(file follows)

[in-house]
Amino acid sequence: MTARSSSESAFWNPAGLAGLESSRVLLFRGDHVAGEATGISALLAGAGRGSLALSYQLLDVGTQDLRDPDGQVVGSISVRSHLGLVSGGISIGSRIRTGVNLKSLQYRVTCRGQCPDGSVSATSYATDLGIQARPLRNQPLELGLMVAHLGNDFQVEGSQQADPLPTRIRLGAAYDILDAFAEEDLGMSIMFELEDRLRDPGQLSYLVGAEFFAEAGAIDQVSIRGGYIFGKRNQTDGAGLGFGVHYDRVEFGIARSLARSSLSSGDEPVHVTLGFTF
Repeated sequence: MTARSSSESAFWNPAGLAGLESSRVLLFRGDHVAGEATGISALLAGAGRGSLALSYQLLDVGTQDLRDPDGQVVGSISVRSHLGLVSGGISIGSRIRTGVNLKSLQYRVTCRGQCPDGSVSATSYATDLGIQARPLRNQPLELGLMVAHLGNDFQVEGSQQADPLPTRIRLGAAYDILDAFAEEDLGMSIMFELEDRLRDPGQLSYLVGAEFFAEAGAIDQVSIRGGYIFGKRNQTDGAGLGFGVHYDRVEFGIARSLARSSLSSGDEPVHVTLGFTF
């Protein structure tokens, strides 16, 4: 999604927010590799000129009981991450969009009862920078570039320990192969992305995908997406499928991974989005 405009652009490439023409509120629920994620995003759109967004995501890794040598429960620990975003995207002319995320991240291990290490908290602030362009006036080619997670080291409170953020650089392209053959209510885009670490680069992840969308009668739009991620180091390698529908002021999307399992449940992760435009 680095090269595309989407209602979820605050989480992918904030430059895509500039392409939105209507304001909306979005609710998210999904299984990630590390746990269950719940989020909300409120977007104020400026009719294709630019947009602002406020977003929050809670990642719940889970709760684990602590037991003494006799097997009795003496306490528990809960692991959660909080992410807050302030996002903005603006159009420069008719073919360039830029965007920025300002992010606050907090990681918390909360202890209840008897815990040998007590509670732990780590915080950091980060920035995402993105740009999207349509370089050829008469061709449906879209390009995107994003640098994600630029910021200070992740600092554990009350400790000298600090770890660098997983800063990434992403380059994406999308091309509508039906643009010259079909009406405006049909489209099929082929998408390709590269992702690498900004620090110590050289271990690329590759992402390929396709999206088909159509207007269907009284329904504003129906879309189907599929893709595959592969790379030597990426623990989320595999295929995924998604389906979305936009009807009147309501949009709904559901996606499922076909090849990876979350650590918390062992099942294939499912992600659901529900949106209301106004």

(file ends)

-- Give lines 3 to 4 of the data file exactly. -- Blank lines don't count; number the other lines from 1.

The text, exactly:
Repeated sequence: MTARSSSESAFWNPAGLAGLESSRVLLFRGDHVAGEATGISALLAGAGRGSLALSYQLLDVGTQDLRDPDGQVVGSISVRSHLGLVSGGISIGSRIRTGVNLKSLQYRVTCRGQCPDGSVSATSYATDLGIQARPLRNQPLELGLMVAHLGNDFQVEGSQQADPLPTRIRLGAAYDILDAFAEEDLGMSIMFELEDRLRDPGQLSYLVGAEFFAEAGAIDQVSIRGGYIFGKRNQTDGAGLGFGVHYDRVEFGIARSLARSSLSSGDEPVHVTLGFTF
């Protein structure tokens, strides 16, 4: 999604927010590799000129009981991450969009009862920078570039320990192969992305995908997406499928991974989005 405009652009490439023409509120629920994620995003759109967004995501890794040598429960620990975003995207002319995320991240291990290490908290602030362009006036080619997670080291409170953020650089392209053959209510885009670490680069992840969308009668739009991620180091390698529908002021999307399992449940992760435009 680095090269595309989407209602979820605050989480992918904030430059895509500039392409939105209507304001909306979005609710998210999904299984990630590390746990269950719940989020909300409120977007104020400026009719294709630019947009602002406020977003929050809670990642719940889970709760684990602590037991003494006799097997009795003496306490528990809960692991959660909080992410807050302030996002903005603006159009420069008719073919360039830029965007920025300002992010606050907090990681918390909360202890209840008897815990040998007590509670732990780590915080950091980060920035995402993105740009999207349509370089050829008469061709449906879209390009995107994003640098994600630029910021200070992740600092554990009350400790000298600090770890660098997983800063990434992403380059994406999308091309509508039906643009010259079909009406405006049909489209099929082929998408390709590269992702690498900004620090110590050289271990690329590759992402390929396709999206088909159509207007269907009284329904504003129906879309189907599929893709595959592969790379030597990426623990989320595999295929995924998604389906979305936009009807009147309501949009709904559901996606499922076909090849990876979350650590918390062992099942294939499912992600659901529900949106209301106004």